Who Tells Your Story?
Updated: Aug 2, 2020
I am struck by a thread that stitched the beginning and end of July together this 2020.
Who tells your story?
This theme runs through #Hamilton the Musical, the film of which debuted for all of us on Netflix July 3rd, as our founding fathers (and mothers too) fret several times throughout the show about how history will remember them. Alexander Hamilton is challenged by wife Eliza, “why do you write like you’re running out of time?... You and your words, obsessed with your legacy.” In the final song, the company laments, “who lives, who dies, who tells your story? Hamilton worried about how others would remember him. How would his life be evaluated after he no longer was alive to control the narrative?
Legacy. What is a legacy? It’s planting seeds in a garden you never get to see.
— Lyrics from "The World Was Wide Enough" from Hamilton the Musical
For most of us, the story of our lives is written by others - a spouse, a son, a friend.
But at the end of this July, another remarkable man with more than a few similarities in life to Alexander Hamilton, decided to say his own farewell, taking his chiseled pen to carve out the first angles of #goodtrouble that will define his #legacy. Not content to leave the task to others, #JohnLewis penned a memorable farewell letter to all of us in which he describes his own legacy:
Though I may not be here with you, I urge you to answer the highest calling of your heart and stand up for what you truly believe. In my life I have done all I can to demonstrate that the way of peace, the way of love and nonviolence is the more excellent way. Now it is your turn to let freedom ring.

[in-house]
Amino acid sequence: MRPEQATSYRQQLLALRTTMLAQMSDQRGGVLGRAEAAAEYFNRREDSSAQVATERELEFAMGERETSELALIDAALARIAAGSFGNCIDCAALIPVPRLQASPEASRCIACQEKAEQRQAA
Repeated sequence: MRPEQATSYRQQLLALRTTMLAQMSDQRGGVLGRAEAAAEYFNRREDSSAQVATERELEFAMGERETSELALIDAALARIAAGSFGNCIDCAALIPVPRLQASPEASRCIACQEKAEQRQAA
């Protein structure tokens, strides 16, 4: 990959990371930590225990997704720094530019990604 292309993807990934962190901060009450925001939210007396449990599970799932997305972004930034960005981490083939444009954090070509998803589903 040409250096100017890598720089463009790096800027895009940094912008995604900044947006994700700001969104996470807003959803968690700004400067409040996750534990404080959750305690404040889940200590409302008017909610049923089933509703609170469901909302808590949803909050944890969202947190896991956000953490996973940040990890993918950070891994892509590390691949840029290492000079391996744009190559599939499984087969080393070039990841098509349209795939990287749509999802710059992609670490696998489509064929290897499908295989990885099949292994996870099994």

Congressman Lewis is more than willing to share his legacy with others, nodding to Lin-Manuel Miranda’s lyrics in #Hamilton that legacy is “ planting seeds in a garden you never get to see.”. For him, legacy is something that lives on beyond any one individual. It lives in all of us, and so John Lewis leaves us with a charge to nurture the seeds he helped plant.
When historians pick up their pens to write the story of the 21st century, let them say that it was your generation who laid down the heavy burdens of hate at last and that peace finally triumphed over violence, aggression and war. So I say to you, walk with the wind, brothers and sisters, and let the spirit of peace and the power of everlasting #love be your guide.
Instead of waiting for others to define your life, have you ever thought of doing it yourself? After all, you won’t be here to enjoy all the glowing things loved ones will write, so why not take stock of your life and share it yourself? What do you want your legacy to be? Like Eliza Hamilton at the end of the story, John Lewis inserted himself into the narrative others were writing. There can be no one better to guide those who loved you than you.
If someone asks you to reflect on your life’s meaning, what will you say?
And when you’re gone, who remembers your name? Who keeps your flame? Who tells your story?
— Lyrics from "Who Lives, Who Dies, Who Tells Your Story?" from Hamilton the Musical